The indie bar, Kasavin said, will continue to be raised.
“Overall, what’s happening among indie game developers these days, partly made possible through digital distribution, is very exciting stuff, where these smaller teams are able to kind of realise their visions and the potential of what a few people can do.
“I think you’re going to continue seeing really outstanding games that are all very different year-after-year like this. I think people are going to keep doing it because they see other people succeeding and doing cool stuff.”
Kao said having a publisher like Warner helped hugely, but that there was interest elsewhere.
Warner has “been amazing to work with so far.”
“Basically, to get on Xbox Live Arcade, you need to have a publisher, either Microsoft first-party or a third-party. After we showed the game at PAX, we had interest from all sorts of people, but Warner was the most excited about the game, and they had a ton of respect for what we had been able to do so far and for our independence,” he said.
“We were looking for a distribution partner. We weren’t looking for someone to fund our game, but we were looking for people who had bought into the vision, who really liked what we able to do, who trusted we’d be able to finish what we started and who were just excited about it. So yeah, we went with them because, as a publisher, they were the most thrilled about it.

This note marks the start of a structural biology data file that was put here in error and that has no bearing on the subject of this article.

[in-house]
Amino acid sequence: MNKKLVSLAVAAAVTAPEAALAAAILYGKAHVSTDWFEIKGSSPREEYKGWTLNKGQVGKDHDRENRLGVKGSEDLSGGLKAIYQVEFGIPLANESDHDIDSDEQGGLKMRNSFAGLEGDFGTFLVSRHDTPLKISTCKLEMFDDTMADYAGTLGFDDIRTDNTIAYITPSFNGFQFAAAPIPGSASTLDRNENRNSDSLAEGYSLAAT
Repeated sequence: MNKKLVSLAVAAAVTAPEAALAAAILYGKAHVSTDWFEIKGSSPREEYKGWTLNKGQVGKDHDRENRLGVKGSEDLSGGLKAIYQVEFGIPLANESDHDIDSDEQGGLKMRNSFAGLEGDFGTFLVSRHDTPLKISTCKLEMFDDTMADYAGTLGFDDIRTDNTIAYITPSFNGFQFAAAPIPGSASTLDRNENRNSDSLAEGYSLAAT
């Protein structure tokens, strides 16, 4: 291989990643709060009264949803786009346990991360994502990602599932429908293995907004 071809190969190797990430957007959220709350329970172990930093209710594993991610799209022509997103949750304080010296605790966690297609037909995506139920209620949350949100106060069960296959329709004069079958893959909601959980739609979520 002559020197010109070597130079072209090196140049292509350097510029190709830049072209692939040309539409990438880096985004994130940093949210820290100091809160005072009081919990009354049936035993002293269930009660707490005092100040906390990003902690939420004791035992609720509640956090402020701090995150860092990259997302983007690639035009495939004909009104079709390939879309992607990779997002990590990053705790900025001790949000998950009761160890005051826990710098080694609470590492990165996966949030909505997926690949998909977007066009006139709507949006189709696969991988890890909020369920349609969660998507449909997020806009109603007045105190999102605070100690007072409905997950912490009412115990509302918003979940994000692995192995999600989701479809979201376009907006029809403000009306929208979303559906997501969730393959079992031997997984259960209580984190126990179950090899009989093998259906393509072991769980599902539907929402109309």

“They have been amazing to work with so far. Having our own booth at PAX is the kind of thing we could never do on our own. We obviously don’t have a European marketing arm of Supergiant Games, but it’s really great for us to be able to get in front of the press out there. That kind of support is an example of stuff that we can’t do ourselves: they’ve been able to help us with a lot. For us, the relationship has been going really great.”
Kao wouldn’t say who the other interested parties were, only that there were “many more than Warner Bros.”
Bastion is a charming game with a unique art style, and an RPG that anyone – hardcore fans of the genre or those with a passing interest – can get into easily. If all of that sounds good to you, then you know exactly what to do later today.
Bastion releases today on Xbox Live Arcade as part of Summer of Arcade for 1200 MS points. Get a reviews round-up here.